smoothly executes difficult skills,
including a stretched Yamawaki
release, where he throws himself
over the bar like a dolphin, and a
dynamic triple backflip dismount.
But it's been a long and difficult
return to the top of the high-bar
rankings -.and to that happy-go-
lucky personality. 4
As a freshman, Catrambone's
smile seemed permanent and his
confidence unshakable. Not only
was he one of the team's best high-
bar men, he also competed in the
all-around in most meets.
But last year, he slumped severe-
ly. Early on, Catrambone was cut
backtojustthree events: rings, par-
allel bars and high bar. A rock-bot-
tom parallel-bars routine in March
triggered his removal from that



Take a bite out of the Big Apple and have a taste of your dream
career in the city that never sleeps. We're taking
all the excitement of the Michigan Apprentice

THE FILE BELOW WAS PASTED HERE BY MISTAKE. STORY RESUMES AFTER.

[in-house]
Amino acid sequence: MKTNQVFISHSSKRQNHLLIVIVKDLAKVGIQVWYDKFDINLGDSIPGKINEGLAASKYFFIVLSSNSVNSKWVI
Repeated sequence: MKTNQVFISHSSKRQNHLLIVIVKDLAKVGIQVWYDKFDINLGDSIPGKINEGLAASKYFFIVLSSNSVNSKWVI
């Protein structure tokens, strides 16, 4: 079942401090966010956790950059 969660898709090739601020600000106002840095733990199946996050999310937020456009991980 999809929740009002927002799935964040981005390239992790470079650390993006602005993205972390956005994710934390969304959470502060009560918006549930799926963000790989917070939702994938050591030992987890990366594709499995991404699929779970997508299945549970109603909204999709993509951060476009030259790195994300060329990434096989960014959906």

program on the road to New York City. Four
lucky Michigan students will have the
opportunity of a lifetime, spending
a day shadowing high-
profile alumni.

If you're a junior or senior you could be one of the lucky four
selected for an all-expenses-paid one-day internship in New York
with one of these Michigan success stories:
Marketing: Lisa Weiss, '92, senior marketing manager for Elite
Law: Samantha Mahoney , '91, New York commercial
litigation attorney
Finance: Todd Rosenbluth, '97, Wall Street equity analyst at
Standard and Poor's
JournaLism: Bill Schmidt, '67, and Richard Berke, '80, assistant
managing editors at The New York Times
The appLication deadline is Wednesday, March 26.

Get details on how to apply at